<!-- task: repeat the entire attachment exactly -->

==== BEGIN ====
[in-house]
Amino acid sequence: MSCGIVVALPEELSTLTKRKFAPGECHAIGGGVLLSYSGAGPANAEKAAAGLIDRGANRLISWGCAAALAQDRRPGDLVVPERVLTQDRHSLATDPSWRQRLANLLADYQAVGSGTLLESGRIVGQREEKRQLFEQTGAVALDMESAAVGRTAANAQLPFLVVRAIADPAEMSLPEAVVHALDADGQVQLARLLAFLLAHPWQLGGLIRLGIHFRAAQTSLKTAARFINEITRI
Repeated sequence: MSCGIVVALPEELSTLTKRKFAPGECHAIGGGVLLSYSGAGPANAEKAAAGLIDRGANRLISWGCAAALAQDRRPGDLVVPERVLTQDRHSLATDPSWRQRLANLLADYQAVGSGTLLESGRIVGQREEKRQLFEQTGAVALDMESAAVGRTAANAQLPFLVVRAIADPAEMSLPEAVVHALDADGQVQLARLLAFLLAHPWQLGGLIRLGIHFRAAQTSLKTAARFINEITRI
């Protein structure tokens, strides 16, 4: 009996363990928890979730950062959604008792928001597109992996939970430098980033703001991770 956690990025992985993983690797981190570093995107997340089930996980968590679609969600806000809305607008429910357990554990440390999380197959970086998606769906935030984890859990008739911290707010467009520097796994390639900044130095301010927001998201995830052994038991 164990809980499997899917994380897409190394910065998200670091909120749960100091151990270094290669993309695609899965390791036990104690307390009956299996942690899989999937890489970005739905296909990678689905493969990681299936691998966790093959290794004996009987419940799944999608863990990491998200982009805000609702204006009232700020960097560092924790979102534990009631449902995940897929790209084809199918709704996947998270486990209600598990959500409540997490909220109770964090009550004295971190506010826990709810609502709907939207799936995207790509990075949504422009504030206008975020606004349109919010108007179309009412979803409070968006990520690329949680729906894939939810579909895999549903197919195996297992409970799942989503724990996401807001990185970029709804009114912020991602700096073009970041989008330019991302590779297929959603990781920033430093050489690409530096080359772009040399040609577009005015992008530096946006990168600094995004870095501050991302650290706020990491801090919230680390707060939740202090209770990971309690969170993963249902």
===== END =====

[in-house]
Amino acid sequence: MSCGIVVALPEELSTLTKRKFAPGECHAIGGGVLLSYSGAGPANAEKAAAGLIDRGANRLISWGCAAALAQDRRPGDLVVPERVLTQDRHSLATDPSWRQRLANLLADYQAVGSGTLLESGRIVGQREEKRQLFEQTGAVALDMESAAVGRTAANAQLPFLVVRAIADPAEMSLPEAVVHALDADGQVQLARLLAFLLAHPWQLGGLIRLGIHFRAAQTSLKTAARFINEITRI
Repeated sequence: MSCGIVVALPEELSTLTKRKFAPGECHAIGGGVLLSYSGAGPANAEKAAAGLIDRGANRLISWGCAAALAQDRRPGDLVVPERVLTQDRHSLATDPSWRQRLANLLADYQAVGSGTLLESGRIVGQREEKRQLFEQTGAVALDMESAAVGRTAANAQLPFLVVRAIADPAEMSLPEAVVHALDADGQVQLARLLAFLLAHPWQLGGLIRLGIHFRAAQTSLKTAARFINEITRI
């Protein structure tokens, strides 16, 4: 009996363990928890979730950062959604008792928001597109992996939970430098980033703001991770 956690990025992985993983690797981190570093995107997340089930996980968590679609969600806000809305607008429910357990554990440390999380197959970086998606769906935030984890859990008739911290707010467009520097796994390639900044130095301010927001998201995830052994038991 164990809980499997899917994380897409190394910065998200670091909120749960100091151990270094290669993309695609899965390791036990104690307390009956299996942690899989999937890489970005739905296909990678689905493969990681299936691998966790093959290794004996009987419940799944999608863990990491998200982009805000609702204006009232700020960097560092924790979102534990009631449902995940897929790209084809199918709704996947998270486990209600598990959500409540997490909220109770964090009550004295971190506010826990709810609502709907939207799936995207790509990075949504422009504030206008975020606004349109919010108007179309009412979803409070968006990520690329949680729906894939939810579909895999549903197919195996297992409970799942989503724990996401807001990185970029709804009114912020991602700096073009970041989008330019991302590779297929959603990781920033430093050489690409530096080359772009040399040609577009005015992008530096946006990168600094995004870095501050991302650290706020990491801090919230680390707060939740202090209770990971309690969170993963249902």